In the latest round of Education Lab IQ, we answer the question that received the most votes from readers: Do we focus too much on preparing students for college?

Share story

In the latest round of Education Lab IQ, the question that received the most votes from readers was: “The current testing-oriented education environment seems to assume that every student should go to college. Is this a realistic assumption, or should we be focusing also on educating students who are not ‘college material?’ ”

Thanks to Christopher Hodgkin, who submitted it, and all of you who voted.

As soon as we posted this question online, several readers pointed out what they saw as a false dichotomy embedded within it. That is, the old image of college as four years on an ivy-covered campus is increasingly giving way to programs that offer hit-the-ground-running career skills, often developed outside of libraries and lecture halls.

The trouble is, Washington’s beefed-up requirements for a high-school diploma — which focus primarily on more rigorous academics — seem to be at odds with the need: some 600,000 jobs forecast in the next four years that will require specialized training or certification, but not necessarily a college degree.

Meanwhile, state officials say the number of students enrolling in career and technical education (known as CTE) has grown, from 18.5 percent of all ninth-through-12th graders in the 2006-07 school year to 20 percent this year.

Those numbers represent an overall average, of course. The reality between districts varies widely, with rural areas tending to offer more career-training programs than urban ones.

“There are a lot of young people who went out to college like we asked them to and had no idea why,” says Ken Emmil, assistant superintendent for Career and College Readiness at the state Office of Superintendent of Public Instruction. “We have a significant population of kids who graduate high school and go into college with no end in mind.”

Apparently, many of those students never complete their higher-education degrees.

So the short answer to this Education Lab IQ question is: Yes, state officials say we must provide more career-pathway options for kids who don’t want to go to college.

Earlier this month, the business group Washington Roundtable released a study showing that only 31 percent of high-school graduates here go on to earn a college degree or training certificate after graduation.

Jay Leviton, who has been running the Career and Technical Education program in the Renton School District for more than three decades, cringes at that number.

“We tell kids, ‘You will be successful with a college degree,’ but we know that’s not always true,” he said. “And who’s going to build our houses or fix our cars or fix our plumbing?”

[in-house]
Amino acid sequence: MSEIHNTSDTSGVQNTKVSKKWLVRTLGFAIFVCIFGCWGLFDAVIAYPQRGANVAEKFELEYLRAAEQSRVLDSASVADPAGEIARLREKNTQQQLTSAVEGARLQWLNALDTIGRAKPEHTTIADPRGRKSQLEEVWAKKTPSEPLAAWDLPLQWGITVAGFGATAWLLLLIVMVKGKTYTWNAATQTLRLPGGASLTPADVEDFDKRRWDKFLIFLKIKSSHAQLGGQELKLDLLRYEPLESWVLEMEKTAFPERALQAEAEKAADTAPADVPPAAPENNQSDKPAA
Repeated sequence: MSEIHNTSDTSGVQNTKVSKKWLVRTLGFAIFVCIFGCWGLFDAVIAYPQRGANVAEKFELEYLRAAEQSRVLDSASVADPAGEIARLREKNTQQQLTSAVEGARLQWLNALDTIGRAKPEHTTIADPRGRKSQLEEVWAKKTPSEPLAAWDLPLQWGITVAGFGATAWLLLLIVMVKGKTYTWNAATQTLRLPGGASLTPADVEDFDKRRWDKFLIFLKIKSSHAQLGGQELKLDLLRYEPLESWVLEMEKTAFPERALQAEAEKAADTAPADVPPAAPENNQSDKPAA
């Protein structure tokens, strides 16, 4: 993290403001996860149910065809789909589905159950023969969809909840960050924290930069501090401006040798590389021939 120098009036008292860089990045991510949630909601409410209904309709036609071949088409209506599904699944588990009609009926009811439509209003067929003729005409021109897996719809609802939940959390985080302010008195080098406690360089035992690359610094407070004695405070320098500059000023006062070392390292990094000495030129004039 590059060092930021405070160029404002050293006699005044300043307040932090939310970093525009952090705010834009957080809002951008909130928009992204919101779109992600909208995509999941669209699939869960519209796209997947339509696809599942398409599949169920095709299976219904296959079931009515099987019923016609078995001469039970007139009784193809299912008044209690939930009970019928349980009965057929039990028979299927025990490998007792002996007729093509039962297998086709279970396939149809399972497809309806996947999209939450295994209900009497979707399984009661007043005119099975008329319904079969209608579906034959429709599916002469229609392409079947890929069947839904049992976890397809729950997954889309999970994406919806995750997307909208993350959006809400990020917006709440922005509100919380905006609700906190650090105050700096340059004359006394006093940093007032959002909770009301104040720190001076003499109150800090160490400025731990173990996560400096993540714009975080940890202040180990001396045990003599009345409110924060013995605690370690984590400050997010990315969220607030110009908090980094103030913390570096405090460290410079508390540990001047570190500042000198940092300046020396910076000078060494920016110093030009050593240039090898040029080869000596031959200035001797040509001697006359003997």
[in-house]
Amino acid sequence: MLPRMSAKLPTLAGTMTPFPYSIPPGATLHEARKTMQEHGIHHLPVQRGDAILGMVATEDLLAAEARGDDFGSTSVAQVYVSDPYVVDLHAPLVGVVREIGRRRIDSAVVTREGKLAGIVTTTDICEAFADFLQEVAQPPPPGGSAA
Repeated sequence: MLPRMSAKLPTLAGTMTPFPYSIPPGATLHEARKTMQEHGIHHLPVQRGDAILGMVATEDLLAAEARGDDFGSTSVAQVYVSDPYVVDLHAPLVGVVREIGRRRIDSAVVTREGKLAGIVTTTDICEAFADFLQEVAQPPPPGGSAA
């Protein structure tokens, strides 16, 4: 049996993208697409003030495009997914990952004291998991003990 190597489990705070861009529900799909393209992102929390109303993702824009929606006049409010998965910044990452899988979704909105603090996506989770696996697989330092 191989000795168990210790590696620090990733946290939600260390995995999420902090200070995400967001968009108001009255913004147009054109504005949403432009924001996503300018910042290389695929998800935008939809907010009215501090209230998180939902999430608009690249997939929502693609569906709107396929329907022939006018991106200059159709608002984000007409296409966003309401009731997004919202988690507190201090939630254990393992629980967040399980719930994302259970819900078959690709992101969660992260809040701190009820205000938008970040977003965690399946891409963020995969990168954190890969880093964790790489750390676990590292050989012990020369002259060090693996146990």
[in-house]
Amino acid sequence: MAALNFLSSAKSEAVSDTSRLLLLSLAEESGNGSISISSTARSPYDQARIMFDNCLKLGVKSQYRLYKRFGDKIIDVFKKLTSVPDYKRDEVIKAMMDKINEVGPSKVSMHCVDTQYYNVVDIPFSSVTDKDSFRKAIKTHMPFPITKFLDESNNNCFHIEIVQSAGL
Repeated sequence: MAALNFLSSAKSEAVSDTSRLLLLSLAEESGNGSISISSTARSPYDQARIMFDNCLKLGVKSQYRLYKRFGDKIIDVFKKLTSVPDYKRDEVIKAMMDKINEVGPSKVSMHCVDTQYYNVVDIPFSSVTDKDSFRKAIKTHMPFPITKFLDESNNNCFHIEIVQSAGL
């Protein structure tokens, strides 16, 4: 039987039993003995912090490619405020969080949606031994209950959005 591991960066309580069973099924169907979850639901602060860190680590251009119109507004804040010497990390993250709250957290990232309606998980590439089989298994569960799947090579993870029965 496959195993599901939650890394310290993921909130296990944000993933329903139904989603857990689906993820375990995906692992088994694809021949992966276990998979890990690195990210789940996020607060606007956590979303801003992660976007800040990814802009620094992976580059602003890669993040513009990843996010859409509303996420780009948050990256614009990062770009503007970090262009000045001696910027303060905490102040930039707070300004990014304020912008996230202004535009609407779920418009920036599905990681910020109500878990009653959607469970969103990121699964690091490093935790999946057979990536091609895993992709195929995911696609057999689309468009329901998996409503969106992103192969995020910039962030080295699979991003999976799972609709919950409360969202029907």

For this reason, Renton now defines “college” as any kind of education or training post-high school, and Leviton notes that many living-wage jobs — medical assistant, for example — do not demand a four-year degree.

Like Kent and Bellevue, Renton schools are introducing CTE classes much earlier than they used to, rooting the idea of career training in middle school. Next fall, Renton’s new Vera Risdon Middle School will open with labs for robotics, aerospace and health careers.

Kent, meanwhile, is sending 50 high-school students from Phoenix Academy through a program at Green River Community College where they will learn mechatronics (a combination of electronics and mechanics) while simultaneously racking up credits toward an associate degree. And those 11th- and 12th-graders already see their younger siblings receiving career training in middle and elementary grades.

“High school’s too late to start,” said Lori Paxton, director of CTE in Kent.

Bellevue, too, says demand for career training is on the rise among seventh- and eighth-graders, particularly in computer coding.

“I was certain this was more than a middle-school student could handle,” said Marilyn Henselman who directs CTE in that district. “But we added a class in Python 2 — which is what some kids are doing in college — and they all wanted it. It was crazy. I couldn’t believe it.”

This scenario fits into a file you could name Everything-Old-is-New-Again. In other words, we have been here before.

Education in the trades soared between World War I and 1960. But since then, it has been attacked by academics and researchers as a second-class tier into which students of color are too often funneled. Not surprisingly, CTE programs in many districts began to wither.

But supporters like Emmil point out that trades today often require students to possess solid math skills. And Washington’s most robust programs have strong partnerships with industry.

The college prep vs. vocational education argument frustrates Heidi Bennett, a Seattle parent who sees a hole in her district’s career-training options.

She wonders why Washington can’t create something statewide like the popular Running Start program — but for career certification, rather than academic credit.

Running Start allows high-school juniors and seniors to take classes at community college, earning a diploma and an associate degree simultaneously. Bennett envisions something similar for career-and-technical training, a program that would allow students to leave 12th grade with their diploma and credentials to work in automotive, nursing or other fields that don’t require a bachelor’s degree.

“Wouldn’t it be great if we could use a CTE certificate as a carrot, something that would give kids a vision for a career?” she said.

In fact, Career Start already exists in the Highline and Federal Way school districts.

Bennett plans to ask the statewide PTA to adopt the model as a statewide priority.

“Let’s face it, not all kids want to go on to more school for four years, but every kid deserves a real career opportunity when they get out of high school,” Bennett said.